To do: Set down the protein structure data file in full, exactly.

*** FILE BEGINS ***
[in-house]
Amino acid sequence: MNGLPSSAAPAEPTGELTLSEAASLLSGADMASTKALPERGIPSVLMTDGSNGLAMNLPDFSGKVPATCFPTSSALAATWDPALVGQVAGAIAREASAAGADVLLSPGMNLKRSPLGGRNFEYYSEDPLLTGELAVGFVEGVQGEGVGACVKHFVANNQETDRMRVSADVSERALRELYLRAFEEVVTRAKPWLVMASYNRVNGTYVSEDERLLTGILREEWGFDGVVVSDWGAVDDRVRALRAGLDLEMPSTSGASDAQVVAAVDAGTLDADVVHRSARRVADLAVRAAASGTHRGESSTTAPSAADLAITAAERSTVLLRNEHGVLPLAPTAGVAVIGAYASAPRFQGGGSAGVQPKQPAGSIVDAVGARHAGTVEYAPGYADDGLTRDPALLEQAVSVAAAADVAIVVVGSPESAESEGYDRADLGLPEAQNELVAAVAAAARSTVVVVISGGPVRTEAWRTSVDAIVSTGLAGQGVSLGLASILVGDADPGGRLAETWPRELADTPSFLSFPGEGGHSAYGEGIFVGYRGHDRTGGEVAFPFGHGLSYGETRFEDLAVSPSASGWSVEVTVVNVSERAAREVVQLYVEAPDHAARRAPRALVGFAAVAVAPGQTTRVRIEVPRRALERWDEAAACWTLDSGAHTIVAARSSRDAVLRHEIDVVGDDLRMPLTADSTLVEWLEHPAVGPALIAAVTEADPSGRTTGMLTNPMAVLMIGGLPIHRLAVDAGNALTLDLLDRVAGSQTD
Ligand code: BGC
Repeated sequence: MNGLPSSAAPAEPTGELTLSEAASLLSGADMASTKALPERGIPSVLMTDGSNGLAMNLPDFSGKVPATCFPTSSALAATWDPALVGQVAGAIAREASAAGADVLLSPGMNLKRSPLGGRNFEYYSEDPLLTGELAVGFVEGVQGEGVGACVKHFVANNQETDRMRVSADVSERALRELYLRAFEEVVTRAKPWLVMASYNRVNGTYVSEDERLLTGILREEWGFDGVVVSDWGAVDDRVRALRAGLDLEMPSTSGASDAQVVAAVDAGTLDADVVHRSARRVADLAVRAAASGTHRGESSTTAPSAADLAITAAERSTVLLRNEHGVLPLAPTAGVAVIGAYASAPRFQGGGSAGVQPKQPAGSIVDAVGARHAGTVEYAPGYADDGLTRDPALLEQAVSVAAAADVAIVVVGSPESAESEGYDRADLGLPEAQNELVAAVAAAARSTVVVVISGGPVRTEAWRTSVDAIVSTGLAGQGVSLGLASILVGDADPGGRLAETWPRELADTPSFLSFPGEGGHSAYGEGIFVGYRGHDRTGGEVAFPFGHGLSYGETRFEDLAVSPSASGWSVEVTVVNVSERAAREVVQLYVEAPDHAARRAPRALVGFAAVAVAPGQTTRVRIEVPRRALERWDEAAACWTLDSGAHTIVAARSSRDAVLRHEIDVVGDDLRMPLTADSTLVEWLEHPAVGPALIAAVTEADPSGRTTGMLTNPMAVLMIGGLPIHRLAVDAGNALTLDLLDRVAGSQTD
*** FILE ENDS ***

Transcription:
[in-house]
Amino acid sequence: MNGLPSSAAPAEPTGELTLSEAASLLSGADMASTKALPERGIPSVLMTDGSNGLAMNLPDFSGKVPATCFPTSSALAATWDPALVGQVAGAIAREASAAGADVLLSPGMNLKRSPLGGRNFEYYSEDPLLTGELAVGFVEGVQGEGVGACVKHFVANNQETDRMRVSADVSERALRELYLRAFEEVVTRAKPWLVMASYNRVNGTYVSEDERLLTGILREEWGFDGVVVSDWGAVDDRVRALRAGLDLEMPSTSGASDAQVVAAVDAGTLDADVVHRSARRVADLAVRAAASGTHRGESSTTAPSAADLAITAAERSTVLLRNEHGVLPLAPTAGVAVIGAYASAPRFQGGGSAGVQPKQPAGSIVDAVGARHAGTVEYAPGYADDGLTRDPALLEQAVSVAAAADVAIVVVGSPESAESEGYDRADLGLPEAQNELVAAVAAAARSTVVVVISGGPVRTEAWRTSVDAIVSTGLAGQGVSLGLASILVGDADPGGRLAETWPRELADTPSFLSFPGEGGHSAYGEGIFVGYRGHDRTGGEVAFPFGHGLSYGETRFEDLAVSPSASGWSVEVTVVNVSERAAREVVQLYVEAPDHAARRAPRALVGFAAVAVAPGQTTRVRIEVPRRALERWDEAAACWTLDSGAHTIVAARSSRDAVLRHEIDVVGDDLRMPLTADSTLVEWLEHPAVGPALIAAVTEADPSGRTTGMLTNPMAVLMIGGLPIHRLAVDAGNALTLDLLDRVAGSQTD
Ligand code: BGC
Repeated sequence: MNGLPSSAAPAEPTGELTLSEAASLLSGADMASTKALPERGIPSVLMTDGSNGLAMNLPDFSGKVPATCFPTSSALAATWDPALVGQVAGAIAREASAAGADVLLSPGMNLKRSPLGGRNFEYYSEDPLLTGELAVGFVEGVQGEGVGACVKHFVANNQETDRMRVSADVSERALRELYLRAFEEVVTRAKPWLVMASYNRVNGTYVSEDERLLTGILREEWGFDGVVVSDWGAVDDRVRALRAGLDLEMPSTSGASDAQVVAAVDAGTLDADVVHRSARRVADLAVRAAASGTHRGESSTTAPSAADLAITAAERSTVLLRNEHGVLPLAPTAGVAVIGAYASAPRFQGGGSAGVQPKQPAGSIVDAVGARHAGTVEYAPGYADDGLTRDPALLEQAVSVAAAADVAIVVVGSPESAESEGYDRADLGLPEAQNELVAAVAAAARSTVVVVISGGPVRTEAWRTSVDAIVSTGLAGQGVSLGLASILVGDADPGGRLAETWPRELADTPSFLSFPGEGGHSAYGEGIFVGYRGHDRTGGEVAFPFGHGLSYGETRFEDLAVSPSASGWSVEVTVVNVSERAAREVVQLYVEAPDHAARRAPRALVGFAAVAVAPGQTTRVRIEVPRRALERWDEAAACWTLDSGAHTIVAARSSRDAVLRHEIDVVGDDLRMPLTADSTLVEWLEHPAVGPALIAAVTEADPSGRTTGMLTNPMAVLMIGGLPIHRLAVDAGNALTLDLLDRVAGSQTD